I have read of other people arguing over the phone that Chase was complicit in these transfers since it didn’t prevent them earlier, or arguing that they should be allowed to speak to a supervisor anyway. My advice is don’t risk pissing off the agent. Be calm and work your way to a situation where he or she volunteers to contact a supervisor. It’s always good to keep the customer service representative on your side.
I had given up at this point on saving the card, and I made that clear both to the agent and her supervisor. I didn’t need to make it hard on them if they could focus on other priorities. Now I just wanted to save the points. No one signs up for a Chase Sapphire Preferred card hoping to redeem the points for cash.
The supervisor listened to my argument that Megan was my domestic partner and offered to escalate further. He thought I had a good chance of keeping my Sapphire Preferred if that was the only issue, and he offered to request at the same time that the points be transferred to my Ink Bold if the card still had to be closed. However, I would not get a response for two or three days …after my account was due to be closed. My options might become less flexible after that happened.
I appreciated his gesture but explained why I was concerned. He put me on hold before coming back to say he thought he could just transfer my points to my Ink Bold and avoid escalating to another supervisor. In a few minutes, that combination was complete, and I should be receiving a letter in the next few days confirming the combination. They already show in my Ink Bold account.
What Happens Next?
I’m not done. I remain wary that Chase may revoke them from my Ink Bold account or do something to prevent me from using them. At least I had a supervisor combine the points for me, to another account in my own name, so I have that to fall back on.
I feel tempted to transfer them from my Ink Bold to United or Hyatt, but I will probably hold off. The purpose of having these points is flexibility so that I can transfer them later when necessary.
My Sapphire Preferred card still has a significant credit line and remains open for a few days. I don’t want the bank to close my card for me (that’s never a good sign on your credit report), so I will close it myself the day before and see if that helps at all. I’ll also transfer the credit line to another Chase card.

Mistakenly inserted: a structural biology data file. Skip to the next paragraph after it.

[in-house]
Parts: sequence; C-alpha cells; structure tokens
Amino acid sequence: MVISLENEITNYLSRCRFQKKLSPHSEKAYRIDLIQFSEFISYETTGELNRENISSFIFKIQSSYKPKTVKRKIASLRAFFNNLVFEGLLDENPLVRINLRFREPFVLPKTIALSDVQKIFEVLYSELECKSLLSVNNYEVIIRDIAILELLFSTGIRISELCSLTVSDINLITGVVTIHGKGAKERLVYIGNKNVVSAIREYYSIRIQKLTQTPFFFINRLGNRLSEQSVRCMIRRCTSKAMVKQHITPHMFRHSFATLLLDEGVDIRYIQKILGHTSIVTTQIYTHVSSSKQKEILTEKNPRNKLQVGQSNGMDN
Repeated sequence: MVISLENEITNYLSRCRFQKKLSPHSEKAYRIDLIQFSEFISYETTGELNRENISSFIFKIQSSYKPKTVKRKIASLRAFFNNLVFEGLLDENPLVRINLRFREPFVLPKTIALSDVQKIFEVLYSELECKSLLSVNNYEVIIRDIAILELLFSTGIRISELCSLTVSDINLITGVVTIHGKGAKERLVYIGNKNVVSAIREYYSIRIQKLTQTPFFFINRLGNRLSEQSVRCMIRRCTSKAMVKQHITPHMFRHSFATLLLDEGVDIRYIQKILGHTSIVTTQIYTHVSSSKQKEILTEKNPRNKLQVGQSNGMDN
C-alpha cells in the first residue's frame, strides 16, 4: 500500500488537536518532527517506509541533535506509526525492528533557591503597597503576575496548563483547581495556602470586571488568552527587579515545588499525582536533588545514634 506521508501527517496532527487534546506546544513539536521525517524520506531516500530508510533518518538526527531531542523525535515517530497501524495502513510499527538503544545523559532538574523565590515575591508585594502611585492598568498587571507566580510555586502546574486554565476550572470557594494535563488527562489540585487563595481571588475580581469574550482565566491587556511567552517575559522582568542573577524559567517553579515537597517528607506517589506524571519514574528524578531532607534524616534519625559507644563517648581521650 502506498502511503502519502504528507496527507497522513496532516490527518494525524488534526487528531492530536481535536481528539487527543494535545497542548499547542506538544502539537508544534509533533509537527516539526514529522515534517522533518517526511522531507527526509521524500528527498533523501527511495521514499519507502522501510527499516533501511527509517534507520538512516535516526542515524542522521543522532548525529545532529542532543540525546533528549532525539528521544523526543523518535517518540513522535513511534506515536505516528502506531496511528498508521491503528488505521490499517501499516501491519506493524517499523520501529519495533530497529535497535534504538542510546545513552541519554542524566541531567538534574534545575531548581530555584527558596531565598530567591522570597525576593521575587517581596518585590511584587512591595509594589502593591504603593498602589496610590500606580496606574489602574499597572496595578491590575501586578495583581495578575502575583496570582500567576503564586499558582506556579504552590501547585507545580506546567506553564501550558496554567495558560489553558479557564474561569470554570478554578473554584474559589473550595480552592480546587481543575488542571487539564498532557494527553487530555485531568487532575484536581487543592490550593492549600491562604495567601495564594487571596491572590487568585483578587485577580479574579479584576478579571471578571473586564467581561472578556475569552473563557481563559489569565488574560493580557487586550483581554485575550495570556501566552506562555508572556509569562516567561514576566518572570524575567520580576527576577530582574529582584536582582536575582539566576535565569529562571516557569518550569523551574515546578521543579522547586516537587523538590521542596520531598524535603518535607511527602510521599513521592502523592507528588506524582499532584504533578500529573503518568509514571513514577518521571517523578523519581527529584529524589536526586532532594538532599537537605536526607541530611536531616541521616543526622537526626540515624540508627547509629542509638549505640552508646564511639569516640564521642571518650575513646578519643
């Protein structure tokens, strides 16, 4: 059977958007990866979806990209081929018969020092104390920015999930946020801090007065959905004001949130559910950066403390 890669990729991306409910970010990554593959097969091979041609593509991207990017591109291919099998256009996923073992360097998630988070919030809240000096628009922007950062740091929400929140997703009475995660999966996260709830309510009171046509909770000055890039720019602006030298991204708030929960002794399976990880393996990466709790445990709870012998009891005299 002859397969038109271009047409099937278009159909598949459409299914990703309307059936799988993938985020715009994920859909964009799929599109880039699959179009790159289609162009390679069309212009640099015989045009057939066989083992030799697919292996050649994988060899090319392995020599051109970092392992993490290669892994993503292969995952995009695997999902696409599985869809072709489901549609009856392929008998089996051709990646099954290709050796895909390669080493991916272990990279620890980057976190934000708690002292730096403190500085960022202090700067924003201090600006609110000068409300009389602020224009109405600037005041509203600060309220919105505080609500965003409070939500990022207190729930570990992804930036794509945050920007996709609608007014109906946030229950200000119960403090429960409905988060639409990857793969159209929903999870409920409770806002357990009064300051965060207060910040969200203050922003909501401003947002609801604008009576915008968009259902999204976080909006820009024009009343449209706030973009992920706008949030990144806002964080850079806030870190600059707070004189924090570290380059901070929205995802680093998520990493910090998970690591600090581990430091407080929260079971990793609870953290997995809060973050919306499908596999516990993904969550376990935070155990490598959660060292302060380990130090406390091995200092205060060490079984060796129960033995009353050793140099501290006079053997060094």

Finally, I asked the supervisor about my options for getting another Sapphire Preferred card in the future. He first thanked me for being a loyal Chase customer. It’s worth noting I have only once cancelled a Chase card; I pay the fees on the others to keep them open, and those fees are worth the benefits they provide, like a free hotel night or some bonus points.
However, these decisions to close Sapphire Preferred accounts are being made by an unemotional department focused on security and fraud. I can apply again, but the T&C violation in Chase’s files will be permanent. He recommended waiting six months. In the meantime, I can be added as an authorized user on Megan’s card. This actually works out pretty well since the annual fee on my Sapphire Preferred was due next month, and now I don’t need to pay it.
I don’t hate Chase for doing this. Assuming I can keep the points in my Ink Bold account, that works out well. I realize many people will not have that option, and they are probably more upset. Chase is doing its part to stamp out fraud, and when it comes to banks, they have to be more careful than most companies. Someone who really is rigging the system can probably come up with a more plausible excuse than mine, even though mine is true. So I’ll take my licks, wait a few months, and apply again at some point in the future. I may even get another bonus.
And I will never, ever transfer points again unless they are between Megan and me …after the wedding and official name change take place!